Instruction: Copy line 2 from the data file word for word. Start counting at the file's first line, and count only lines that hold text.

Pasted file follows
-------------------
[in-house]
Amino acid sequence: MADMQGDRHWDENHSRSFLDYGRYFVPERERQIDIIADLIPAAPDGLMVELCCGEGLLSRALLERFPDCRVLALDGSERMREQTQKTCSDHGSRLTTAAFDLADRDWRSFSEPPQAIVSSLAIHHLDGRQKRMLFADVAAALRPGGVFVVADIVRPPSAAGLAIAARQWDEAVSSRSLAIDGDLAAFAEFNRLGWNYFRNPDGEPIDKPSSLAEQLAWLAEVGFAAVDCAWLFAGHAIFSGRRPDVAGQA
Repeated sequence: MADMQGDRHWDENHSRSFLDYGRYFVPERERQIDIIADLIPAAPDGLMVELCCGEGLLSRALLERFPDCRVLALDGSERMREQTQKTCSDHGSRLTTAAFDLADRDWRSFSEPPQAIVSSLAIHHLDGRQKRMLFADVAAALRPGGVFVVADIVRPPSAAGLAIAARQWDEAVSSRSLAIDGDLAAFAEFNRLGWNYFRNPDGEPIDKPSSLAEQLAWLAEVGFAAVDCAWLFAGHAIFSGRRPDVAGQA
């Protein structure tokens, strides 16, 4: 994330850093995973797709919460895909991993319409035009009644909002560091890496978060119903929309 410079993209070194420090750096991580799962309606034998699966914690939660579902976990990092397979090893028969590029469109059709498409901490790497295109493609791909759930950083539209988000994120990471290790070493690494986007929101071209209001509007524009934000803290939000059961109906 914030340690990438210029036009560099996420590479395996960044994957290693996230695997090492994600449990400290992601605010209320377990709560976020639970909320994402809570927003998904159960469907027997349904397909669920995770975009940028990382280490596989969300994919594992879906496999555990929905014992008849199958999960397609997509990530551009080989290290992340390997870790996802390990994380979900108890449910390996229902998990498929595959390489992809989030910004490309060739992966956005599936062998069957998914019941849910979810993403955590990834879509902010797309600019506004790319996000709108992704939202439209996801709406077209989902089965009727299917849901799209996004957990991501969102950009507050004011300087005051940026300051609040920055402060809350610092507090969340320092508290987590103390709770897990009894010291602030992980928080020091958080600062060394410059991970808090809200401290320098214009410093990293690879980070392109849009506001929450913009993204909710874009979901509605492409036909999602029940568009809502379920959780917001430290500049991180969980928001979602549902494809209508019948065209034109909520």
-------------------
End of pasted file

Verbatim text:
Amino acid sequence: MADMQGDRHWDENHSRSFLDYGRYFVPERERQIDIIADLIPAAPDGLMVELCCGEGLLSRALLERFPDCRVLALDGSERMREQTQKTCSDHGSRLTTAAFDLADRDWRSFSEPPQAIVSSLAIHHLDGRQKRMLFADVAAALRPGGVFVVADIVRPPSAAGLAIAARQWDEAVSSRSLAIDGDLAAFAEFNRLGWNYFRNPDGEPIDKPSSLAEQLAWLAEVGFAAVDCAWLFAGHAIFSGRRPDVAGQA